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Animal ordinance gets another look

Superior is taking a new approach to allow some pet owners to license more than three dogs.

Under current city law, people can have up to three dogs and three cats.

That creates a dilemma for responsible pet owners who want more than three dogs when it comes time to license them.

While the License and Fees Committee had recommended a change in the city ordinances to allow people to decide for themselves what combination of dogs and cats they preferred, up to six animals.

The change didn't sit well with the Council, and the ordinance was sent back to the drawing board to search for alternatives.

The problem the city's animal control officer, Mandy Hammer, is running into is that there are some very good owners who have more than three dogs, but the city's existing ordinance only allows three of them to be licensed, City Clerk Terri Kalan said.

"Six dogs in a small area, that's a lot of dogs, that's a lot of animals," said Councilor Jack Sweeney, a member of the License and Fees Committee. "I don't know about six cats ... but six dogs in a 50-foot lot, that can be a lot."

"We don't need six dogs when people are having trouble with three," Marge Kaptonak of Superior told the committee.

She said in her neighborhood in the city's 6th District, many lots aren't any wider than 25 feet and many only have a small patch to call a backyard. Barking dogs, feces on the sidewalks and having to walk in the street to avoid nipping dogs are common occurrences that would only be made worse if people were allowed to have six dogs.

Sweeney said it would be unreasonable to have six dogs on a 25-foot lot.

Councilor Brent Fennessey said he doesn't favor an ordinance that would allow six dogs in a household because while some people could control and care for six dogs that's not the case for the majority of people.

"I love dogs and I know I couldn't take care of six of them," Fennessey said. "I couldn't control six of them. I couldn't pick up after six of them. And that's exactly why the ordinance is in place, to prevent that."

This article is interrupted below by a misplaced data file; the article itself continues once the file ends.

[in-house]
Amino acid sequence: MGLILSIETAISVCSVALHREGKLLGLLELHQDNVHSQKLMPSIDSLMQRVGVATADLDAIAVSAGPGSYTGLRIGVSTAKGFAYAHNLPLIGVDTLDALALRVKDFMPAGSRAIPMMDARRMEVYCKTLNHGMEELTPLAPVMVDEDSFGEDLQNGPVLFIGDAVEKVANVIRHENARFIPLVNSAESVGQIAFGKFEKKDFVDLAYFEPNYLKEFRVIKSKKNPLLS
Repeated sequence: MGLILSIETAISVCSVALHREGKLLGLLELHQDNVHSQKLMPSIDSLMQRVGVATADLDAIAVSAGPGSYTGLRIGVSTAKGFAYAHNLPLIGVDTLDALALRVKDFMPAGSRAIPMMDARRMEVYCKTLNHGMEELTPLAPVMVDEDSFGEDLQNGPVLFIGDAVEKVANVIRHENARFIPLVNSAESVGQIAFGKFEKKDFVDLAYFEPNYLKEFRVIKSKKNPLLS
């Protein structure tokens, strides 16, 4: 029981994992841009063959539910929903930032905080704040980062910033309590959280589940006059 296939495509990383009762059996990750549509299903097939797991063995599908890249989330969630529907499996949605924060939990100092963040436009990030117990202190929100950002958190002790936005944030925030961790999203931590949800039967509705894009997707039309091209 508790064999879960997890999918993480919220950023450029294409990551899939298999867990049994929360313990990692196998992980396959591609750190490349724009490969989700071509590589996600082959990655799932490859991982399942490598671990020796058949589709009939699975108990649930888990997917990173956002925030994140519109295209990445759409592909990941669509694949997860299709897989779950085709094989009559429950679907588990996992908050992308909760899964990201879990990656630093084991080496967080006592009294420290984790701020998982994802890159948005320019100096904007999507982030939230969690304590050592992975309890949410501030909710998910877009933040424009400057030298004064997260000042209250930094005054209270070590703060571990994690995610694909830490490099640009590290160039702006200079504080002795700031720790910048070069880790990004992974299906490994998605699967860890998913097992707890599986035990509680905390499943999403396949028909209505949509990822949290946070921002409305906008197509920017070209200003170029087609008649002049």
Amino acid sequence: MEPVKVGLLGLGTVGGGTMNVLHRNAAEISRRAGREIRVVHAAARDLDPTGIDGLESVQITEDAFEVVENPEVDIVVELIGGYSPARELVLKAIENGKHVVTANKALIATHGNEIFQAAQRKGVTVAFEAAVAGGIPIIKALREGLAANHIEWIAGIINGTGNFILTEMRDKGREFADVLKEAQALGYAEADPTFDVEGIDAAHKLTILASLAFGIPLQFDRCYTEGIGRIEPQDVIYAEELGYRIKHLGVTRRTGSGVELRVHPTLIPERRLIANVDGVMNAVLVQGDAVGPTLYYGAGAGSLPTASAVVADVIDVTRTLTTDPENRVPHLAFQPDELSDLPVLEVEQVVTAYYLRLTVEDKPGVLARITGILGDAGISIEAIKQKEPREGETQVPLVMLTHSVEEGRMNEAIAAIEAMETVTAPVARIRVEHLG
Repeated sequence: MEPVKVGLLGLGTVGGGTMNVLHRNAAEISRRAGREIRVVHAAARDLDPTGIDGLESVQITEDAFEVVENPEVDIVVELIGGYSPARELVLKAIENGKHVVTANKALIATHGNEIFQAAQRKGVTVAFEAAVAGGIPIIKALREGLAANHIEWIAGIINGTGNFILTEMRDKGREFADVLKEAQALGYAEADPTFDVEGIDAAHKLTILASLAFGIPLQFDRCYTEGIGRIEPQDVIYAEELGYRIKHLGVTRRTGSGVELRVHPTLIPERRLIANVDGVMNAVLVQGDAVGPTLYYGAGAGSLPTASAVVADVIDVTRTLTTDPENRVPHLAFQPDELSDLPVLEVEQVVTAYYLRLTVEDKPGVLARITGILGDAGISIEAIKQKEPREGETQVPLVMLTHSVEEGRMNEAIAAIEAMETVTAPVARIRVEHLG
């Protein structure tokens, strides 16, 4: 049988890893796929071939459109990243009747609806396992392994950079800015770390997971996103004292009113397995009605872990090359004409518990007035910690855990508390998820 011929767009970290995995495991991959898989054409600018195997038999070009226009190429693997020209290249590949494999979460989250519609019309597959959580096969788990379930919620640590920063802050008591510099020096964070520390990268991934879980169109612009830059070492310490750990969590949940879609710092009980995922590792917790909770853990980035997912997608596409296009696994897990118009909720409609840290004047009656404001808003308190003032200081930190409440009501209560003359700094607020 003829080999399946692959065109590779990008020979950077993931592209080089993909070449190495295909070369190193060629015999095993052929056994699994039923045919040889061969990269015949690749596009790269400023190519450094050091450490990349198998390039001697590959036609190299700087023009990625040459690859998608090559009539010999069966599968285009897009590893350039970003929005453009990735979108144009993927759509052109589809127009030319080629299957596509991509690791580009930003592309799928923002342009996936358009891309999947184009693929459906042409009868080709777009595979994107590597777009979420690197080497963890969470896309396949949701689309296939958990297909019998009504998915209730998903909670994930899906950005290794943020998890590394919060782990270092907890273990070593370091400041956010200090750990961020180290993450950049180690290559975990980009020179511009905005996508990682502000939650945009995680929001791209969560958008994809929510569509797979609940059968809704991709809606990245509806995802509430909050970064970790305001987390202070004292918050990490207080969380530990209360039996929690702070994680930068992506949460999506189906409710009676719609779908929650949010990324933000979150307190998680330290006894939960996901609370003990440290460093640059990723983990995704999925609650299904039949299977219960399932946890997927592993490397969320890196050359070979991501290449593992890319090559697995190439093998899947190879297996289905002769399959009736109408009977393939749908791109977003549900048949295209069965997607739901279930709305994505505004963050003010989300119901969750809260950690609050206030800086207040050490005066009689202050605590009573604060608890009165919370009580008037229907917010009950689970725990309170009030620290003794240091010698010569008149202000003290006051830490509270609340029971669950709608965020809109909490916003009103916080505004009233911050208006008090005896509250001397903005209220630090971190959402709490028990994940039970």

Still he said just because he or the average person couldn't handle that many dogs, it doesn't mean the city shouldn't make exceptions for those who can.

"I think of the sled dogs on 21st, and I don't know of how many times I drive by and he's throwing the ball for those dogs. When dogs are exercised, they don't bark as much. He's there grooming them all the time. The care that he puts into those dogs. It's somebody like that who should be able to have six dogs."

Fennessey suggested additional rules and enforcement such as annual site inspections for those who want to keep more than three dogs.

Councilor Esther Dalbec suggested looking at a kennel license for those special circumstances.

"I like the idea of them having to be checked on ... and they are doing it for a purpose," Dalbec said.

Hammer said that it would be a good idea to have a guideline to follow, like the kennel inspections she currently conducts for local businesses.

Kalan said she surveyed clerks in other communities in Wisconsin, and most limited the number of dogs to three, like Superior, but did allow more with approval.

"There should be a legal way for the exception like the huskies," Kalan said.

The panel approved moving ahead with developing a kennel license for multiple dog ownership. Kalan and Hammer will work on the ordinance to be considered by the committee when it meets again. The committee will hold a special meeting to consider the ordinance once a draft is available.

Hammer said with the kennel license involved, she would be able to conduct inspections to ensure the dogs are properly cared for.

"It could be ready for next year," Kalan said.

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